The COVID-19 pandemic and the measures taken in response have far-reaching implications for almost all businesses, in a wide variety of sectors, including the cultural sector. Copyright collection societies (also known as copyright collectives) in Belgium, Luxembourg and the Netherlands have taken several steps in order to mitigate this impact, for both rightsholders and companies paying royalties. This article provides a brief overview of these measures.
In Belgium, the copyright collective Unisono has opted to suspend all invoices for companies that are required to close. The payment term for outstanding invoices is automatically extended by 60 days, and no reminder fee will be charged. Furthermore, invoices for licences for any event scheduled between 13 March and 19 April 2020 are automatically cancelled. If the payment has already been made, it will be refunded.
In the Netherlands, the copyright collective Buma/Stemra has opted for a two-pronged approach and has adopted measures to accommodate companies using copyright-protected materials, on the one hand, and rightsholders, on the other hand.
Companies that are required to close may qualify for an exemption from or suspension of their payment obligations during the closure. It should be noted that if a company receives government subsidies or grants, it is not eligible for an exemption/suspension. For the time being, the scope of this measure is unclear, particularly whether it concerns an exemption or suspension of payment. This will undoubtedly be clarified in the near future. In any case, companies do not have to settle any invoices until 28 April.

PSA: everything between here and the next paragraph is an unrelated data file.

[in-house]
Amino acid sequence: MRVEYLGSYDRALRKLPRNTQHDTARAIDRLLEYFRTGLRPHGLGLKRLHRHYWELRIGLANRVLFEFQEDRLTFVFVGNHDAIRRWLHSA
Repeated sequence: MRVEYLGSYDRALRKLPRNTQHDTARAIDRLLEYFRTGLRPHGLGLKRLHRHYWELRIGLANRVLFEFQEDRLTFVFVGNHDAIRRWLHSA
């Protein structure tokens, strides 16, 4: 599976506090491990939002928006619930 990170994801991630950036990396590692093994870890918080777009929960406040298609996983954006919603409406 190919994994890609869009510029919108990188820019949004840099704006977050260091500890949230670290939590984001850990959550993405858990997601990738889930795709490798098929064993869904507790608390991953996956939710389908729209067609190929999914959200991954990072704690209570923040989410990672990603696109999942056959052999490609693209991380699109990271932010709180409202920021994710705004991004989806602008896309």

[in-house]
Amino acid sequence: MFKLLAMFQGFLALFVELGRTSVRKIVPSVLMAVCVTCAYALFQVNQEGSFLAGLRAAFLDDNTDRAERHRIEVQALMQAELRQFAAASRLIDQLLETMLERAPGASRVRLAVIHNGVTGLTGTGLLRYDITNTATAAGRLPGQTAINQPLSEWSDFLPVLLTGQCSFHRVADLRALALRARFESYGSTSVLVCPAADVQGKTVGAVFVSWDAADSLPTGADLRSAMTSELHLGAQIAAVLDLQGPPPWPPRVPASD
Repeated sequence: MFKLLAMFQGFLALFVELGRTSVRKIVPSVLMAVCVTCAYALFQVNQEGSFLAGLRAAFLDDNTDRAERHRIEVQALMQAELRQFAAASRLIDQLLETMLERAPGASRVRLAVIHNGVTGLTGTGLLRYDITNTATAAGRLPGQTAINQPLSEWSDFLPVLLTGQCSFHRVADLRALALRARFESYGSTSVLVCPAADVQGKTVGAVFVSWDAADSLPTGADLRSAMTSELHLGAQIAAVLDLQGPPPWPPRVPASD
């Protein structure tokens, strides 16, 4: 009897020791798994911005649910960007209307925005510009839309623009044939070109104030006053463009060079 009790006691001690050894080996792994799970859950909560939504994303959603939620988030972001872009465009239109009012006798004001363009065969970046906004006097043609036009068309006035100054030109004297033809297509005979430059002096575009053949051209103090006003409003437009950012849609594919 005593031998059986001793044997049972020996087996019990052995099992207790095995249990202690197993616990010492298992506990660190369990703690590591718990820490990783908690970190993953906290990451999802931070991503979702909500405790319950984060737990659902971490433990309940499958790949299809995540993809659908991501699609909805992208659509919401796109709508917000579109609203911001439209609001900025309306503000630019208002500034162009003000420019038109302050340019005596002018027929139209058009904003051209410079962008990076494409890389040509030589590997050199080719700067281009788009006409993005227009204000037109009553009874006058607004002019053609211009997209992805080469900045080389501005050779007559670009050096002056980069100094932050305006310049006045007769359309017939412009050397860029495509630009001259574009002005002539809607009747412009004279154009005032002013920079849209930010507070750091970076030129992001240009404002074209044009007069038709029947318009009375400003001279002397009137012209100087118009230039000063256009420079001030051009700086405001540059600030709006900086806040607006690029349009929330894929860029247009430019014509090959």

Buma/Stemra has also announced measures to accommodate its members (often artists, composers, lyricists and publishers) who, due to the coronavirus crisis, no longer have any viable income by paying in advance royalties for live, radio and TV performances. In addition, royalties will be paid on a quarterly basis rather than annually. Finally, a EUR 2,750,000 emergency fund has been established to assist rightsholders experiencing financial difficulties despite governmental and sector-specific initiatives.
Videma, the copyright collective for the content of TV programmes, has adopted identical measures.
In Luxembourg, the collection society for musical works, Sacem Luxembourg, has aligned its measures with those taken by its parent company Sacem France. Music users are granted a grace period to pay invoices (currently until 30 April), and contracts with permanent establishments, such as restaurants and shops, are suspended for the duration of the government-imposed closure. Businesses can also submit a substantiated request to stagger the settlement of royalties, if necessary. At present, no further information is publicly available on the measures taken by Sacem Luxembourg in respect of its members. However, members should have been informed directly and are advised to consult their Sacem membership account for more information.